Memimage, Memdata, Memdrawparam, memimageinit, wordaddr, byteaddr,
memimagemove, allocmemimage, allocmemimaged, readmemimage, creadmemimage,
writememimage, freememimage, memsetchan, loadmemimage, cloadmemimage,
unloadmemimage, memfillcolor, memarc, mempoly, memellipse,
memfillpoly, memimageline, memimagedraw, drawclip, drawclipnorepl,
memlinebbox, memlineendsize, allocmemsubfont, openmemsubfont,
freememsubfont, memsubfontwidth, getmemdefont, memimagestring,
hwdraw – drawing routines for memory–resident images|
#include <u.h> |
typedef struct Memdata
typedef struct Memdrawparam
Memimage* allocmemimage(Rectangle r, ulong chan)
int loadmemimage(Memimage *i, Rectangle r,
void memarc(Memimage *dst, Point c, int a, int b, int thick,
Memsubfont* allocmemsubfont(char *name, int n, int height,
The Memimage type defines memory–resident rectangular pictures
and the methods to draw upon them; Memimages differ from Images
(see draw(2)) in that they are manipulated directly in user memory
rather than by RPCs to the /dev/draw hierarchy. The memdraw library
is the basis for the kernel draw(3)
driver and also used by a number of programs that must manipulate
images without a display. |
The r, clipr, depth, nchan, and chan structure elements are identical to the ones of the same name in the Image structure.
The flags element of the Memimage structure holds a number of bits of information about the image. In particular, it subsumes the purpose of the repl element of Image structures.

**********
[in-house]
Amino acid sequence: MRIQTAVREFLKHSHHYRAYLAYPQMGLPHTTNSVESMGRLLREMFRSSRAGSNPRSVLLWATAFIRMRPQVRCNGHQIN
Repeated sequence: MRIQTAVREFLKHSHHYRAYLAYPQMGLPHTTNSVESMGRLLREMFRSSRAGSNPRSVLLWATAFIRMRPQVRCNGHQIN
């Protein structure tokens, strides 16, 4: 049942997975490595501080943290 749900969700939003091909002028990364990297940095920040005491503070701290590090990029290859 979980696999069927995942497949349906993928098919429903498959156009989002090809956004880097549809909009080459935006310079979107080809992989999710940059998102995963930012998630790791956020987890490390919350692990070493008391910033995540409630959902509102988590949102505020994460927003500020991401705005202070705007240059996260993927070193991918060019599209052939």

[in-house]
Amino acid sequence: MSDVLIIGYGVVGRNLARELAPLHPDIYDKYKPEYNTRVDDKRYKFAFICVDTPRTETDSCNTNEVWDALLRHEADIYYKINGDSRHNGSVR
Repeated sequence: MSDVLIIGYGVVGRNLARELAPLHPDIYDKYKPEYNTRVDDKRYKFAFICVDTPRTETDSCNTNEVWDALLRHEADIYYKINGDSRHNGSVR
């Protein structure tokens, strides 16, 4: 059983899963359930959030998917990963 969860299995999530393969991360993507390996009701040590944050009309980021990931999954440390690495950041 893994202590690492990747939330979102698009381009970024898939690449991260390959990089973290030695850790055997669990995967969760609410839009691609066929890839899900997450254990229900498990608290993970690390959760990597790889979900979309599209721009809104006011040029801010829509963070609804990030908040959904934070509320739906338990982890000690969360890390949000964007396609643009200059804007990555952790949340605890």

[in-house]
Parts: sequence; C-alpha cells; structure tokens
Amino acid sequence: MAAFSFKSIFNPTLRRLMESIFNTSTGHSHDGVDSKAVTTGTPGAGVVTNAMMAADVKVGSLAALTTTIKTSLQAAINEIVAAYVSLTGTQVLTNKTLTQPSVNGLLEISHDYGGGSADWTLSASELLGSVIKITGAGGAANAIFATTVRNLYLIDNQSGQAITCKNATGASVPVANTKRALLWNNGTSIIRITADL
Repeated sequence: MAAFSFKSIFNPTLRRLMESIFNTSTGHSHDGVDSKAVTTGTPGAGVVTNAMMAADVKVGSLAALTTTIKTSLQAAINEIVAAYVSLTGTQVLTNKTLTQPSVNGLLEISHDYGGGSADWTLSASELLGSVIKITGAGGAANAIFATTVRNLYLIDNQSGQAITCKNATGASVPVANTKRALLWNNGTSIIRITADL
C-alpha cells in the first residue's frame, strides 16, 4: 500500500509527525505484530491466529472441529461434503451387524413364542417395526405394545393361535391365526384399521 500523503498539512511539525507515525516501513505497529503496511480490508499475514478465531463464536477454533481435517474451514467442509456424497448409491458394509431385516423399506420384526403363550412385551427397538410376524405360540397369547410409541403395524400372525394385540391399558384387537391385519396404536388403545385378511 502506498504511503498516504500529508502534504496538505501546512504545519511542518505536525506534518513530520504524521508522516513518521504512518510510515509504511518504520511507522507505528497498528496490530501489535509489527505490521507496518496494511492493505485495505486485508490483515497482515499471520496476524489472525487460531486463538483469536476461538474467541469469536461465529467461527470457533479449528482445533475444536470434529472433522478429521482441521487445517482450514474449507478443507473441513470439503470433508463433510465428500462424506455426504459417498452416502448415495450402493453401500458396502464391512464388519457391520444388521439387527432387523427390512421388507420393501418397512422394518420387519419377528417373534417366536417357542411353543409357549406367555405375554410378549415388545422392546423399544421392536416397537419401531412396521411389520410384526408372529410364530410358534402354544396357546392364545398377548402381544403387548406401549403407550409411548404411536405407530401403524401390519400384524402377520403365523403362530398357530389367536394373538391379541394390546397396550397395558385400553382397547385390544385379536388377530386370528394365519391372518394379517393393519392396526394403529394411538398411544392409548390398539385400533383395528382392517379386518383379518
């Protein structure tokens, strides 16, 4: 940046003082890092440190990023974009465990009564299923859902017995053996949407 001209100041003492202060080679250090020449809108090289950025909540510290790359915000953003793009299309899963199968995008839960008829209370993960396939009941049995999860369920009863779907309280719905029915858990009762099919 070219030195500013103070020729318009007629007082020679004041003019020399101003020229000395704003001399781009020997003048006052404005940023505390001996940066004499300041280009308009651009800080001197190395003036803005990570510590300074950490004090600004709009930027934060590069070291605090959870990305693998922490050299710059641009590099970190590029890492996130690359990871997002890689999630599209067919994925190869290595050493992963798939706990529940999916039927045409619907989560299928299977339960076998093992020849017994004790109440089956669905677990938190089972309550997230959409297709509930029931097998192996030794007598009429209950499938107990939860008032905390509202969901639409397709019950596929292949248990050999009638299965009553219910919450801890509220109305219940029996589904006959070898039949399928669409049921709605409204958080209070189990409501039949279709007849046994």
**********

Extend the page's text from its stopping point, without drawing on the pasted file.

Memimageinit initializes various static data that the library depends on, as well as the replicated solid color images memopaque, memtransparent, memblack, and memwhite. It should be called before referring to any of these images and before calling any of the other library functions. It returns non–zero on error.
Each Memimage points at a Memdata structure that in turn points at the actual pixel data for the image. This allows multiple images to be associated with the same Memdata. The first word of the data pointed at by the base element of Memdata points back at the Memdata structure, so that the memory allocator (see pool(2)) can compact image memory using memimagemove.
Because images can have different coordinate systems, the zero element of the Memimage structure contains the offset that must be added to the bdata element of the corresponding Memdata structure in order to yield a pointer to the data for the pixel (0,0). Adding width machine words to this pointer moves it down one scan line. The depth element can be used to determine how to move the pointer horizontally. Note that this method works even for images whose rectangles do not include the origin, although one should only dereference pointers corresponding to pixels within the image rectangle. Wordaddr and byteaddr perform these calculations, returning pointers to the word and byte, respectively, that contain the beginning of the data for a given pixel.